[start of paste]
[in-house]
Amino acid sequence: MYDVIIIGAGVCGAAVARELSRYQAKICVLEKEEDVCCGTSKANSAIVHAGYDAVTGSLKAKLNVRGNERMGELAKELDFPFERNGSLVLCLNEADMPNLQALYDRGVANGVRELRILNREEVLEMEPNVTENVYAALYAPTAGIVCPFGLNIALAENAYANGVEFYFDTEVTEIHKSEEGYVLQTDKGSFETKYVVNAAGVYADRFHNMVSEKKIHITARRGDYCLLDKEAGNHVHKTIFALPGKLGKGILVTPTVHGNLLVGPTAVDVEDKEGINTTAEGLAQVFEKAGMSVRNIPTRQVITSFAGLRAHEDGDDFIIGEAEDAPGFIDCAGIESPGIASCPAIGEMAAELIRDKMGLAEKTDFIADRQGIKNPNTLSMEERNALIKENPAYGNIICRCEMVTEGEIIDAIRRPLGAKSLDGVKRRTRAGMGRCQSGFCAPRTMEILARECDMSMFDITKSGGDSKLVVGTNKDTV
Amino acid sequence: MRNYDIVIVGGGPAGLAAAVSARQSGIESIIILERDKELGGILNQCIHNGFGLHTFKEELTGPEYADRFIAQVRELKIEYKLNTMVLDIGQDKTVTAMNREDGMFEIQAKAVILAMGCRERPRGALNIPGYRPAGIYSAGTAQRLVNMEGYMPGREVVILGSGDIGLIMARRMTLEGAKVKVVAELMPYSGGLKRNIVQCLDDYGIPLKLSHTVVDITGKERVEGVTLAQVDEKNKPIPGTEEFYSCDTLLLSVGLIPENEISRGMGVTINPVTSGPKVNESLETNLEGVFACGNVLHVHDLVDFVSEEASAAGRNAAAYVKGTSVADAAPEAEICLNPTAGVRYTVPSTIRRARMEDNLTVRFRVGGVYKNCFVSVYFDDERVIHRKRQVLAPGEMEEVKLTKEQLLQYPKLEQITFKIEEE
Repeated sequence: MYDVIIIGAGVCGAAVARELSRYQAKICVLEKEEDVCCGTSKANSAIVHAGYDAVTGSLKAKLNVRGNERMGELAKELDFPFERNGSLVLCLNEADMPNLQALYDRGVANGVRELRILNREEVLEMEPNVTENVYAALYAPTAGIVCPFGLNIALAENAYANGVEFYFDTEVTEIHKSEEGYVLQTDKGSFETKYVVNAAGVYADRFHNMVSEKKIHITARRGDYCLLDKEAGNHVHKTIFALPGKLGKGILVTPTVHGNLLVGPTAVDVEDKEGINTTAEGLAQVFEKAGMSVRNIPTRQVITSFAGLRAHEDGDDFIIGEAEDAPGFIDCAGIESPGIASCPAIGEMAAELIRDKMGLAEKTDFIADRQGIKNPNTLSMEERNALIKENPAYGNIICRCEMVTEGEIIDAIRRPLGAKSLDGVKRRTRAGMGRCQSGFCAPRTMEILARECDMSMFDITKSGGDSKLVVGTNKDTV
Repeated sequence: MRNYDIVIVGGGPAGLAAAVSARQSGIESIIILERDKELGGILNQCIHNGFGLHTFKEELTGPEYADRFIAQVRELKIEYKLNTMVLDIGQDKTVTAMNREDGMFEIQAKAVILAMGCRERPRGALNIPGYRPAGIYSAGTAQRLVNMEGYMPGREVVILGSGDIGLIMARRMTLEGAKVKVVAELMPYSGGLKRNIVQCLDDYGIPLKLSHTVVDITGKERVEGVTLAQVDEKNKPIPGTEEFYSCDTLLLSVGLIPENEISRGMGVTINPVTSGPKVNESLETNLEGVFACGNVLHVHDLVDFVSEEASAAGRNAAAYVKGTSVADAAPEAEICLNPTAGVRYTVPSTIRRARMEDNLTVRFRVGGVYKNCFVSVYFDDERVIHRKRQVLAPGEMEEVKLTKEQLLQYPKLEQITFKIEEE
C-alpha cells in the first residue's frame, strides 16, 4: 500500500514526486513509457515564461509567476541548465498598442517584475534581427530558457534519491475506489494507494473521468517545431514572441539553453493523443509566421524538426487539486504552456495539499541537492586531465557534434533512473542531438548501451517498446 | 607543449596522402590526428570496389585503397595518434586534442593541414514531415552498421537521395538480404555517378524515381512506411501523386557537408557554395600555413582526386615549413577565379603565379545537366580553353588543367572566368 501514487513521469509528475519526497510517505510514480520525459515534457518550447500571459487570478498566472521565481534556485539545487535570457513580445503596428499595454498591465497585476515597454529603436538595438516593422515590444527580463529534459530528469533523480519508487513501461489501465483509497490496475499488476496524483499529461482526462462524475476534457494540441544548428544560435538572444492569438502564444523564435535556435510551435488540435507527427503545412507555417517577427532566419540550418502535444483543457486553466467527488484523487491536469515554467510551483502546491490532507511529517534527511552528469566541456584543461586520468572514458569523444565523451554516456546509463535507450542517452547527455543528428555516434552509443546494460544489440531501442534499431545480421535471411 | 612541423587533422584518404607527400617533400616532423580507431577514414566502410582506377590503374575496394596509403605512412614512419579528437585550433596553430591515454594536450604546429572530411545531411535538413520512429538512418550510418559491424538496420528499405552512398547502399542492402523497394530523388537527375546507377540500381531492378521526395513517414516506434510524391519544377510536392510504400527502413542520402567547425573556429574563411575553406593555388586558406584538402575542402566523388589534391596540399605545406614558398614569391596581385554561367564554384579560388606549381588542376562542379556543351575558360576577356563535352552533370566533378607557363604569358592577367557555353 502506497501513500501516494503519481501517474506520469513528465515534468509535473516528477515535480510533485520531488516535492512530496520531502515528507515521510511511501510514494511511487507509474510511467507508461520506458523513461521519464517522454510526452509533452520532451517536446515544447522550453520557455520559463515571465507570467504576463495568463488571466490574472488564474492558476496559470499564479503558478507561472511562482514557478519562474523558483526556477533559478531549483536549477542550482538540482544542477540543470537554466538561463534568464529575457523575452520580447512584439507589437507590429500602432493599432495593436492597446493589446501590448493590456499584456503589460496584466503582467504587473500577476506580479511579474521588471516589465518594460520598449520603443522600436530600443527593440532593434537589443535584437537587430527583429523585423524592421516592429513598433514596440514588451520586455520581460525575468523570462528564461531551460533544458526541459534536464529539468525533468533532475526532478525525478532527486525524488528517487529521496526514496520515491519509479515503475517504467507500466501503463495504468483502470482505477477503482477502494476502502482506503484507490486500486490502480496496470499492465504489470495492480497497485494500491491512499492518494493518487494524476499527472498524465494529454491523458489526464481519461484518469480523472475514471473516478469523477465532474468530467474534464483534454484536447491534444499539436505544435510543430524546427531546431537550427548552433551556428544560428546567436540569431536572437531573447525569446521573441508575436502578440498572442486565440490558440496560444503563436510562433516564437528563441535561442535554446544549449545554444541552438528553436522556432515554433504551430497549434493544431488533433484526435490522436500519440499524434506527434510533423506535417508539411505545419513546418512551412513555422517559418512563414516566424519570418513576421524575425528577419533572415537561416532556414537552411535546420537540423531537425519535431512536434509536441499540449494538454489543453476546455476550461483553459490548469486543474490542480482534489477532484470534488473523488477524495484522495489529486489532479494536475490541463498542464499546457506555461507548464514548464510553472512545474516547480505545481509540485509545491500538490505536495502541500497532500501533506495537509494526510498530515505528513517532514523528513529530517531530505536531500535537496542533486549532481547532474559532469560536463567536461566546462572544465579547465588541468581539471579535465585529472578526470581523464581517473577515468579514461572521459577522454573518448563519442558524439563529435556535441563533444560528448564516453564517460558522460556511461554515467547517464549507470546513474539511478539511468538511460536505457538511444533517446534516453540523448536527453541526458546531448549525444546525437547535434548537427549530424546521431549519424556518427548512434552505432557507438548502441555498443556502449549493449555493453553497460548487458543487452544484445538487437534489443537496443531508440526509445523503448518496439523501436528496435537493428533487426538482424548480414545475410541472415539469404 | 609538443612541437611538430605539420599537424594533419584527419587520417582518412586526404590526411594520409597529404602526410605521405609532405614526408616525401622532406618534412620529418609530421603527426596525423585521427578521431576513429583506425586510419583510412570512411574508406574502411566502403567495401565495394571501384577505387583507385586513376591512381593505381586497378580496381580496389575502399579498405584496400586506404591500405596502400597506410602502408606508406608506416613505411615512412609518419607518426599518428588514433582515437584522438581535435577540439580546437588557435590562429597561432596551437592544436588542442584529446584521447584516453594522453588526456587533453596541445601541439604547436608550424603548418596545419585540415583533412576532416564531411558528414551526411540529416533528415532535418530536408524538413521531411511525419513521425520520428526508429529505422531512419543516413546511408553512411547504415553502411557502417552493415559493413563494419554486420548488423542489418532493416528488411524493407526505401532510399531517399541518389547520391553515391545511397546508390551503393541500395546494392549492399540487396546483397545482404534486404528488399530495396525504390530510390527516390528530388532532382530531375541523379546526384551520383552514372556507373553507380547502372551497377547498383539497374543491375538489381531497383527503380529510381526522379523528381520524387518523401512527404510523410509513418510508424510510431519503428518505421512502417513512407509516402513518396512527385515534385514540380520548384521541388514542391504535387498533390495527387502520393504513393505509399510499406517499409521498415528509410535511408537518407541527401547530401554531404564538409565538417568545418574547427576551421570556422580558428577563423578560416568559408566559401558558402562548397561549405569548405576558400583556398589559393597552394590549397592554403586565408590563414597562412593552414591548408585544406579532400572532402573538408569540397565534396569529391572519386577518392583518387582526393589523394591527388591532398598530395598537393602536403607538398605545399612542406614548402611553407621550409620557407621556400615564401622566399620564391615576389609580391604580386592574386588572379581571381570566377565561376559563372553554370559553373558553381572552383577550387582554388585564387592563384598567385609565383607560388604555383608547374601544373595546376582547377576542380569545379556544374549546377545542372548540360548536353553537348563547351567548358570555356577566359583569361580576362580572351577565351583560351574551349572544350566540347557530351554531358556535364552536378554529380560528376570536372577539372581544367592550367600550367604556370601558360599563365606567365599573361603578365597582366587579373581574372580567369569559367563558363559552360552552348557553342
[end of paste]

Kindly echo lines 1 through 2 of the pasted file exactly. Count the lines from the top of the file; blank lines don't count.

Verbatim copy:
[in-house]
Amino acid sequence: MYDVIIIGAGVCGAAVARELSRYQAKICVLEKEEDVCCGTSKANSAIVHAGYDAVTGSLKAKLNVRGNERMGELAKELDFPFERNGSLVLCLNEADMPNLQALYDRGVANGVRELRILNREEVLEMEPNVTENVYAALYAPTAGIVCPFGLNIALAENAYANGVEFYFDTEVTEIHKSEEGYVLQTDKGSFETKYVVNAAGVYADRFHNMVSEKKIHITARRGDYCLLDKEAGNHVHKTIFALPGKLGKGILVTPTVHGNLLVGPTAVDVEDKEGINTTAEGLAQVFEKAGMSVRNIPTRQVITSFAGLRAHEDGDDFIIGEAEDAPGFIDCAGIESPGIASCPAIGEMAAELIRDKMGLAEKTDFIADRQGIKNPNTLSMEERNALIKENPAYGNIICRCEMVTEGEIIDAIRRPLGAKSLDGVKRRTRAGMGRCQSGFCAPRTMEILARECDMSMFDITKSGGDSKLVVGTNKDTV